Monday, August 5, 2013

Sample size, standard errors, and confidence intervals

At law school café (reposted on Tax Prof) Deborah Merritt asks several questions about The Economic Value of a Law Degree related to sample size and uncertainty.    We thank Professor Merritt for her comments and hope they helped clarify the annual results for those who were having trouble interpreting Figures 5 and 6. In the paper we are careful to display the large confidence intervals for Figure 6, which looks at young law graduates over time, and we avoid drawing any strong conclusions from them.  Also, as we'll discuss below, one can readily reject that Figure 5's ups and downs are just noise. 

This post includes brief discussions of some of the interesting points raised. 

 The estimates in the paper don't depend on cyclical law school premia

We want to be clear that our underlying results do not rely on cyclicality.  SIPP annual estimates do not show a recent post-recession decline in the overall law graduate earnings premium that needs to be explained.   The recent decline in earnings for law graduates in our sample is matched by a decline in earnings for bachelor’s degree holders, and the law graduates retained their relative advantage.  But as one can see in Figure 6, the small sample for young lawyers makes it hard to be sure about the recent outcomes for that group in isolation.  Whether the premium cycles up and down or stays flat, over a lifetime every law grad will see many such transitions over their life, averaging out over time.


Is our overall sample size big enough?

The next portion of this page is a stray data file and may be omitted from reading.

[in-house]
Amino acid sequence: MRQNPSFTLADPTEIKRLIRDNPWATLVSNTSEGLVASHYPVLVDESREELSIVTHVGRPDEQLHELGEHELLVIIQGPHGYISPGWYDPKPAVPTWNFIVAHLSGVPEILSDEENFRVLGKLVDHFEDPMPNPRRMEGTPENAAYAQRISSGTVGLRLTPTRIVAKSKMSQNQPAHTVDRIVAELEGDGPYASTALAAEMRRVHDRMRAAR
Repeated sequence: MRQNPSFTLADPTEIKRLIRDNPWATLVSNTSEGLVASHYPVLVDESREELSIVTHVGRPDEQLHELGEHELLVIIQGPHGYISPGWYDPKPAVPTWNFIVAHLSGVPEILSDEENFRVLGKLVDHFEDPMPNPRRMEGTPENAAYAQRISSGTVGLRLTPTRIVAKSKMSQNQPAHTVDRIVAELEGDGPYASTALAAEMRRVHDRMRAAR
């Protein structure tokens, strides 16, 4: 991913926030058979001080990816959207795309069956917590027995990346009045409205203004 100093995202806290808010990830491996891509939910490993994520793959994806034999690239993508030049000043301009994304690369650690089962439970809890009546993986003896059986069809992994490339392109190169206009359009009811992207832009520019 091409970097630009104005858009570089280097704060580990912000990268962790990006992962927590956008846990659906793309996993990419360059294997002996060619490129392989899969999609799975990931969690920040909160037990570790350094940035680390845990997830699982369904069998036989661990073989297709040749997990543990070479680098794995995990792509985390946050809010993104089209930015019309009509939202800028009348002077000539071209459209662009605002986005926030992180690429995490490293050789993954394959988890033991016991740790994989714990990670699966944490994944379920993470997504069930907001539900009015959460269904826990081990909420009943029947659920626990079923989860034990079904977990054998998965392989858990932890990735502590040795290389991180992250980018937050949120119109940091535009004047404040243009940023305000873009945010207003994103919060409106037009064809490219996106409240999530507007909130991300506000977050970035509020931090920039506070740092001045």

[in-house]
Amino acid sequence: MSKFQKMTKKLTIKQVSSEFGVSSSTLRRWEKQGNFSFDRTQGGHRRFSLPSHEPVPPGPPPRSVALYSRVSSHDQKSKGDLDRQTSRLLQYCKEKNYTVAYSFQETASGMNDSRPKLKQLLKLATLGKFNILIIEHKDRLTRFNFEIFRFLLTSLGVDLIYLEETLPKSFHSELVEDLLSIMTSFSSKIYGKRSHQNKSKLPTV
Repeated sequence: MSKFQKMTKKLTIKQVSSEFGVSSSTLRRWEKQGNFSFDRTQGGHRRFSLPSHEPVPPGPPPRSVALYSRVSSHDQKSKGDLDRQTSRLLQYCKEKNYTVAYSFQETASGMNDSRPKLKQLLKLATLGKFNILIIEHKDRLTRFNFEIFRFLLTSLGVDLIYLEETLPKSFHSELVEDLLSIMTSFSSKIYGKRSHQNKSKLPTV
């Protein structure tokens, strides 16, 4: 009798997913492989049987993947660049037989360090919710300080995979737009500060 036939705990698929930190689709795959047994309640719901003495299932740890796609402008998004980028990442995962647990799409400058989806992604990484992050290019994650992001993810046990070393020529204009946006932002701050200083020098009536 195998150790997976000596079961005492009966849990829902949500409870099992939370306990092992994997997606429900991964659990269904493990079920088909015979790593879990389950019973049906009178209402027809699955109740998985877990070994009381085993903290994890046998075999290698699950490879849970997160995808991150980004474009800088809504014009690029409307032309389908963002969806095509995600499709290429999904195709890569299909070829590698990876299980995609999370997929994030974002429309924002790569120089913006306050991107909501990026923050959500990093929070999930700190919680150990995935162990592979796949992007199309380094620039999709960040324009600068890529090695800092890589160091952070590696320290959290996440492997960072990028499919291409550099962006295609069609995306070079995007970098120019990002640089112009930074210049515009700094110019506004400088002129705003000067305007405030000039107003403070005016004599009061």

Yes, our sample size is more than sufficient to support our conclusions on lifetime earnings.  The standard errors in Tables 1 to 4 reflect the degree of uncertainty about our estimates, which pool data over many years to increase precision. The standard errors are very small relative to our law degree earnings premium coefficient estimates, and our results are statistically significant well beyond conventional levels of statistical significance.  Deborah Merritt's discussion is focused specifically on what we can say about how the premium has changed over time (Figures 5 and 6).  As one can see in Figure 5, any changes in that premium have been fairly small relative to its size.  


How strong is the specific evidence from SIPP for cyclicality of earnings premiums?

Consistent with cyclicality, there is evidence of fluctuations of the earnings premium (measured on a percentage basis) in the 1996-2011 period.   Prompted by Deborah Merritt's concerns, we went ahead and added the joint test statistics to the figures in question.  We can reject the hypothesis that the law degree earnings premium was the same in all years from 1996-2011 (p<0.001).  In other words, fluctuations in the point estimate in Figure 5 are not all simply random noise.  Further, we don’t see evidence of a notable long term upward or downward trend.  Indeed, despite the occasional fluctuations we think the most noticeable feature of the law school premium recently is its stability.

Several previous studies have found evidence of fluctuations in law degree holder earnings premiums and starting salaries.  We cite many of these studies in the paper.  It would be a bad idea to extrapolate gloom or boom from a downward or upward trend in earnings using the last few years of data.  Trends, even when present, can stop or reverse themselves through dynamic labor market responses or exogenous shocks.  A sustained 85 percent decline in the lifetime earnings premium would be required for our main result--that a law degree is a value-creating investment for most law graduates--to no longer hold true.  Such a steep decline seems unlikely.